"That's why we're born, honeygirl," she says. "To learn how to love each other.
And it takes all the time we've got. Some folks never get the hang of it."
--Amber Coverdale Sumrall, "Siesta"
Blender of Love Digest July 2000

And now for something...

...mostly different. This month I'm taking advantange (in both senses of the phrase) of the 'bully pulpit' I have as Keeper of the Blender, and turning this month's Ramble slight away from topics of Romance. I'd like to share a mini-website I created a few months ago on a topic that's been on my mind: mortality. (If I continue the pattern set by graduating high school in 1992 and college in 1996, this summer marks my commencement from my first degree from the "school of not-sohard-knocks", and I'd like to think of this minisite as my thesis statement.)

Now the last time I really messed with the scope of the Blender, the result (in retrospect) was kind of embarrassing, a very worried Warning about Y2K. (To be fair, it was only 1998, and the reassuring 'Critical Dates' of 1999 hasn't yet happened.) And this month's ramble also has its roots in some anxiety attacks that I've experienced. Still, I think that I've come up with some comforting thoughts and philosophies that others may find helpful; especially people who aren't convinced they have any kind of hereafter waiting to welcome them.

So, unless you're convinced that your best coping strategy is not to think about, read this month's Ramble, but don't neglect this month's selections. As we approach a million frontpage hits we become the home of more and more terrific works.

--Kirk, Blender-Keeper

Front Page Picks
Many Loves Ago By Angel no1halo@yahoo.com.
Shane By ZoE.
A Memory By Paul Dillon pd_64116@yahoo.com.
I think these three works all tie in nicely to the theme of this month's Ramble, exploring concepts of time and aging.
Explicit Thrills By 8 BALL WIZARD charismatic_spaz@yahoo.com.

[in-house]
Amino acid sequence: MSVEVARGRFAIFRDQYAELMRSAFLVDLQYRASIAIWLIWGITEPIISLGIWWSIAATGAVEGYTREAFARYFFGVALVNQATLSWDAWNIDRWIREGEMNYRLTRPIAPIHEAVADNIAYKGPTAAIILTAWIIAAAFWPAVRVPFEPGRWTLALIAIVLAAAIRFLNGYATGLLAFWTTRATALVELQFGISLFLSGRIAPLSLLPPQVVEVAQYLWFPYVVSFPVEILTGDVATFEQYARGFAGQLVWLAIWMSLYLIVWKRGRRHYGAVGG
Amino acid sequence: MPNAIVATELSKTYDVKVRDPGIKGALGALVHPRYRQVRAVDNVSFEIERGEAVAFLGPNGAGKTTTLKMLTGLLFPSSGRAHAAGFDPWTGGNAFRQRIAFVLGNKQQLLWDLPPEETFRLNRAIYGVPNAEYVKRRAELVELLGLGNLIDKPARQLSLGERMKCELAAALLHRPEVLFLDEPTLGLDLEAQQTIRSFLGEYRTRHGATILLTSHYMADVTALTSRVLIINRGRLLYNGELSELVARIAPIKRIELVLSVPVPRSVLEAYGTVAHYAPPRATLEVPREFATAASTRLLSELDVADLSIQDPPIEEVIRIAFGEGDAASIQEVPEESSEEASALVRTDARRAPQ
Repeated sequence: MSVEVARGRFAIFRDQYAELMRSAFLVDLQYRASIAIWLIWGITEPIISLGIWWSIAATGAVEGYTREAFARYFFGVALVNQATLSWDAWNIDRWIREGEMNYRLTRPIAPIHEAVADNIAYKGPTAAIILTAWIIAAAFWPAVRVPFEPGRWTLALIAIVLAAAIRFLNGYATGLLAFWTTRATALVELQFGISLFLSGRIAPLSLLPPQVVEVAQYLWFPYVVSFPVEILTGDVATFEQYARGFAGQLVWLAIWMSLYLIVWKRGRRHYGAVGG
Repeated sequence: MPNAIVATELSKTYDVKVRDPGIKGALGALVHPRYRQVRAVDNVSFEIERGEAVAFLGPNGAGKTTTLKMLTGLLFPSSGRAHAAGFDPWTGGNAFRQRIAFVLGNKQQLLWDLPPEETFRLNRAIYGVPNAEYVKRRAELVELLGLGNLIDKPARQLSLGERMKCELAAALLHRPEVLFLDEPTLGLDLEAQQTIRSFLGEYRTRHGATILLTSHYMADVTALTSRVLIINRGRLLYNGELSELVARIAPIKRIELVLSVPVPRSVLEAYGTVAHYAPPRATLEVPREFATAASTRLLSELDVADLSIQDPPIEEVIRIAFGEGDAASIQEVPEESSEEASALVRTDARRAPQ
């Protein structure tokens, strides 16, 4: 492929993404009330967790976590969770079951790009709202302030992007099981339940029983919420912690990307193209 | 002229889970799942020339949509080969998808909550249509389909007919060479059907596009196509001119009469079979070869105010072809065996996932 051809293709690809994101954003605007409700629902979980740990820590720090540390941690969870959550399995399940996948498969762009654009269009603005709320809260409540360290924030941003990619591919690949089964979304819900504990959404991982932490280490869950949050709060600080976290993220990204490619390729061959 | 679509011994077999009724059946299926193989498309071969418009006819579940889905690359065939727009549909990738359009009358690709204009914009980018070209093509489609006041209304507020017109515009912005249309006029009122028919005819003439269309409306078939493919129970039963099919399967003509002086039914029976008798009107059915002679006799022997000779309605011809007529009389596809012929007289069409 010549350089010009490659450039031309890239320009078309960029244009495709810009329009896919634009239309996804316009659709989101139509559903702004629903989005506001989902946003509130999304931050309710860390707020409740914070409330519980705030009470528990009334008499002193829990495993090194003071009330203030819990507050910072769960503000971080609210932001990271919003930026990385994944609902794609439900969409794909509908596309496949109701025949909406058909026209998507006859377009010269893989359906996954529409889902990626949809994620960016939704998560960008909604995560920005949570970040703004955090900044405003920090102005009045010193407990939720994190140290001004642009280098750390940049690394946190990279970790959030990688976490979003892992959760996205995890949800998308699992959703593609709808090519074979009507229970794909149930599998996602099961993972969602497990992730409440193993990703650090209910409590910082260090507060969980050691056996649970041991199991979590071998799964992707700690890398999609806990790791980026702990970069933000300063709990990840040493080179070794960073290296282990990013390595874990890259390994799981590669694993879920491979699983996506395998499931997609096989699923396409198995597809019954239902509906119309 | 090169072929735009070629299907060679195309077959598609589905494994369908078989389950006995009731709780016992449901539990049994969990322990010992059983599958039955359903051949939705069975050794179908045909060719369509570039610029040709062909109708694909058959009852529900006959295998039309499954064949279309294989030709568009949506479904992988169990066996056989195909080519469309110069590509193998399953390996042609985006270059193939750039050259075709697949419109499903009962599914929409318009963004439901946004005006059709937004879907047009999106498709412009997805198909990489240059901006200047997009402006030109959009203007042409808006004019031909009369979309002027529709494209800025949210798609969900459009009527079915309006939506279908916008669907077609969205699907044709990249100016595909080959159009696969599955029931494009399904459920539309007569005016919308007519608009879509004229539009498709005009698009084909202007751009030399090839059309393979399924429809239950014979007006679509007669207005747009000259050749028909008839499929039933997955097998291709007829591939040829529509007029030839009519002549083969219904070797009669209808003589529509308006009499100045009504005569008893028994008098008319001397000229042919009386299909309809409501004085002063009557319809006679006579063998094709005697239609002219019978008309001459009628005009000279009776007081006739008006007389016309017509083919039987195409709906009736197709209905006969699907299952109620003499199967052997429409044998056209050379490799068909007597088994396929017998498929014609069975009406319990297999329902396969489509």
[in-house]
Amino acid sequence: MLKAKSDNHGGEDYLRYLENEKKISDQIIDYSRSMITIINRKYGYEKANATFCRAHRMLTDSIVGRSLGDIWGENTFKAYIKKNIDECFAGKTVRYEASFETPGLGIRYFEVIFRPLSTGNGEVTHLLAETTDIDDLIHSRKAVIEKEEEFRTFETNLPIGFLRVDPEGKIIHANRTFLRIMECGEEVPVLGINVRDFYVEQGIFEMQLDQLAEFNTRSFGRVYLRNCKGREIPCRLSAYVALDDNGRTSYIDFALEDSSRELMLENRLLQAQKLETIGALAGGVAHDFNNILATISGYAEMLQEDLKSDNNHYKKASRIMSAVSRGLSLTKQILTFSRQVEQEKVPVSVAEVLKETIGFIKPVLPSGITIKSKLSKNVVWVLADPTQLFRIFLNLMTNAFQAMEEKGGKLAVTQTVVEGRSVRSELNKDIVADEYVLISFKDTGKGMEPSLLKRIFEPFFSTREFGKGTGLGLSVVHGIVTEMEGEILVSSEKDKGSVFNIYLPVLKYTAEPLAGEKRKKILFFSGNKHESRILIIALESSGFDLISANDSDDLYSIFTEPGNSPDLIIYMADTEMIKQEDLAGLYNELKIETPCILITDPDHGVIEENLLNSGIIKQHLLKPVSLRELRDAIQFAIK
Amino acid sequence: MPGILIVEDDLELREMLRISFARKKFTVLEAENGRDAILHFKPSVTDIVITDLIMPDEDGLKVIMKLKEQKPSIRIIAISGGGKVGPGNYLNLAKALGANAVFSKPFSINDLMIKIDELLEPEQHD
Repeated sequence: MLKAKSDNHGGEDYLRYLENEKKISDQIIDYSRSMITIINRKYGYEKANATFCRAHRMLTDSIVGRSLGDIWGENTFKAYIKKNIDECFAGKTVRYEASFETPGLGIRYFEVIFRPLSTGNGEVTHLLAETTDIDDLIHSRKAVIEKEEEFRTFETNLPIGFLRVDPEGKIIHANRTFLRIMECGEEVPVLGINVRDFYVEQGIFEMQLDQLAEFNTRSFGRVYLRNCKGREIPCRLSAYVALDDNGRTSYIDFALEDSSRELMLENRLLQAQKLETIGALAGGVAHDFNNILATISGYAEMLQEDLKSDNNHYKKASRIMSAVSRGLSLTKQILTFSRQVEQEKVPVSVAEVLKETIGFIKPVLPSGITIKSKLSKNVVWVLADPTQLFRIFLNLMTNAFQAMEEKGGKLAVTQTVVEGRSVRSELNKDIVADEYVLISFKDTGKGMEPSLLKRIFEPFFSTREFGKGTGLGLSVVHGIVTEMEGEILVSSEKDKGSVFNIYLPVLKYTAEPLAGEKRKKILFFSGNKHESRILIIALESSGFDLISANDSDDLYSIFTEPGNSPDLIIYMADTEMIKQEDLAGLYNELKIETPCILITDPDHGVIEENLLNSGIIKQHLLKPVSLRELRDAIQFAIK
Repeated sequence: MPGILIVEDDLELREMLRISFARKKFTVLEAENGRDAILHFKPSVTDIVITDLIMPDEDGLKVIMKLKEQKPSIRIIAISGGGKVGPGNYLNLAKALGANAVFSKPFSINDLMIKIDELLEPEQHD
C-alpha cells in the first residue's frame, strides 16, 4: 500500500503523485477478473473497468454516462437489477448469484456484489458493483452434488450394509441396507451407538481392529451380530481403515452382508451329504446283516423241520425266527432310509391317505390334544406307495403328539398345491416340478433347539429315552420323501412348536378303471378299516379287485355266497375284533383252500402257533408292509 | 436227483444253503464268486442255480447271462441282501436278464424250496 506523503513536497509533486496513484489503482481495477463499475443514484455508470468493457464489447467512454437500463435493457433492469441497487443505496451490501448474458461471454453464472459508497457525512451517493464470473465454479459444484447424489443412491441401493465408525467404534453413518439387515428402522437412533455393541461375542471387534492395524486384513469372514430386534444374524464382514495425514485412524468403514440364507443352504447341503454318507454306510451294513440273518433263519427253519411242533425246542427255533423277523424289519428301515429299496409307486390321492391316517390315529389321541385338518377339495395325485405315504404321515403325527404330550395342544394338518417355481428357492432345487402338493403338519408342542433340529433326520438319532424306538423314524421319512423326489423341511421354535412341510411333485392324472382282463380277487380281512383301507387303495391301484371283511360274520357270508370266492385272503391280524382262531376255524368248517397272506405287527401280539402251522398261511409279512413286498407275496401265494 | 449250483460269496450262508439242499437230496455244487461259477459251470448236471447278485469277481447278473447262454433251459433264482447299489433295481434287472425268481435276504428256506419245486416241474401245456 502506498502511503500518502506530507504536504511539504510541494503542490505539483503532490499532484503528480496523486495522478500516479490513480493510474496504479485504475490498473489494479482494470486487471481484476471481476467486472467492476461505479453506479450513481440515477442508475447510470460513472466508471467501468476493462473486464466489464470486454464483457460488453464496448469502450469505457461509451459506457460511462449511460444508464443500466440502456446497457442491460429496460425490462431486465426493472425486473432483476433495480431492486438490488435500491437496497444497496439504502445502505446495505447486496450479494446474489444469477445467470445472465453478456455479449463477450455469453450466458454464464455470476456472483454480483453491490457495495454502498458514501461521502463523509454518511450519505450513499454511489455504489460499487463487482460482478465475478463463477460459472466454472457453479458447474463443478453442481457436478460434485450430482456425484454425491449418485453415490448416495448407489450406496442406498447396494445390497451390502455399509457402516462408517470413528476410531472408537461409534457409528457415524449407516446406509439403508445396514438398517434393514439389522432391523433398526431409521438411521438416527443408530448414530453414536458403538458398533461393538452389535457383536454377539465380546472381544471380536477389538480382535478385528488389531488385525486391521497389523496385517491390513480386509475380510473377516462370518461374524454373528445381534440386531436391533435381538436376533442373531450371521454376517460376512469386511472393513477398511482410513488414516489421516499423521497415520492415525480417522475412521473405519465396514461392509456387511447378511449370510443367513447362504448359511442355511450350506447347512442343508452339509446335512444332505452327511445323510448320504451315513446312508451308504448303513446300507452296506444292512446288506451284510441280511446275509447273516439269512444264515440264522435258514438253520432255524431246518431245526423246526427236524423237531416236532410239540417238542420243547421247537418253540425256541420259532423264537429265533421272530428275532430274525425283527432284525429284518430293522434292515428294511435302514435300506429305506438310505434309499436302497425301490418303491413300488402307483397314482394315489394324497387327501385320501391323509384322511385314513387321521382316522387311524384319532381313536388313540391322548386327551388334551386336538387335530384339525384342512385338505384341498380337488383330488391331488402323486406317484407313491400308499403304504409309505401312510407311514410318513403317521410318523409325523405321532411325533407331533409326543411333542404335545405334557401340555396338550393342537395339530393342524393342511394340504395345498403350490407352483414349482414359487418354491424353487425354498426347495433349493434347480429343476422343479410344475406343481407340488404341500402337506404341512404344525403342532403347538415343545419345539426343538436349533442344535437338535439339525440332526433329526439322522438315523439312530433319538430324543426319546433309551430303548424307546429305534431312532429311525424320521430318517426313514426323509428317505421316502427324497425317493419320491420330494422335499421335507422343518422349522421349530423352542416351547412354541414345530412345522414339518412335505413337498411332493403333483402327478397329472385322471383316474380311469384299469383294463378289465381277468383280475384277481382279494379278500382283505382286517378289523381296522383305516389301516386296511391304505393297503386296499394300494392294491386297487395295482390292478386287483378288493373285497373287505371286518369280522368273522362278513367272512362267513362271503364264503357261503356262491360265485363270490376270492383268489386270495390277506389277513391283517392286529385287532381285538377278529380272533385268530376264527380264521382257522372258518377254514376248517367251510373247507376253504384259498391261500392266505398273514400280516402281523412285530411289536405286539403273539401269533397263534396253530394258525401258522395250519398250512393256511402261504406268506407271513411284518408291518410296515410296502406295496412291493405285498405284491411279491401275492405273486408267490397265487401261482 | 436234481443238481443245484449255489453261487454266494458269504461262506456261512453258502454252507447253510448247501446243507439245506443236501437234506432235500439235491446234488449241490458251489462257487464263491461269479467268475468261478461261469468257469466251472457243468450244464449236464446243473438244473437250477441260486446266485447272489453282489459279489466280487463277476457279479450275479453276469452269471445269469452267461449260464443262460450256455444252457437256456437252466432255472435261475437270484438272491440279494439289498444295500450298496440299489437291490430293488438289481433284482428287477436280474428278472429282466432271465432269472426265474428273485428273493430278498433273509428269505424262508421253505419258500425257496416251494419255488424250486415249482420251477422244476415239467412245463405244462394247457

A bit raunchy, but well done.
Writers Block (SPF 15) By Eric, thenuttman@aol.com.
I think Eric does better when he loses the rambling quality, as he does in this piece.
your nonlinear craziness i love By christopher lake.
I'm not crazy about the title, but the part about the airplanes is irresistable.
Seven Hours Later By Jenna Holland (poetic_angel@gurlmail.com).
Few slices of life need so few words.
What I Would Do By Gala.
A pastoral scene, and seen.
Oragami By Michael (everything zen).
Michael is another writer who sometimes writes with a lot of words, but also knows how to wield just a few.
twisting fate By sarah iristakeroot@aol.com.
A night out.
peppermint-pick-me-up By deevaa.
Deevaa describes this as "nothing flash", but she seems to think that's a bad thing...
Boys By lydia wilson.
A topic on a view of boys; a little slow to get started but the final sentences are great.
why i'm in love with lester: By Jesselee Whitson; Ollymarie@AOL.com.
I'm knocked over by the sound this work creates.
You're Still Here By Alexander Newfield.
A prose piece that comes to life in its details.
Longing By lythande.
Another prose piece; it's often tough to put words to the details of our beloved.
fieldtrip to dark
the heart of ambiguity
To finish, two by the guppy. I think that the first shows why we write poetry, and the second explains why sometimes we should not.
Heart on Sleeve Corner
All the remaining heartsongs sent to the Blender last month.

Ramble Regarding Romance
A mostly non-romantic digression: a Skeptic's Guide to Dealing with Mortality
Blender Board
Conversation and Comments sent in over the past month.

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What it's all about.
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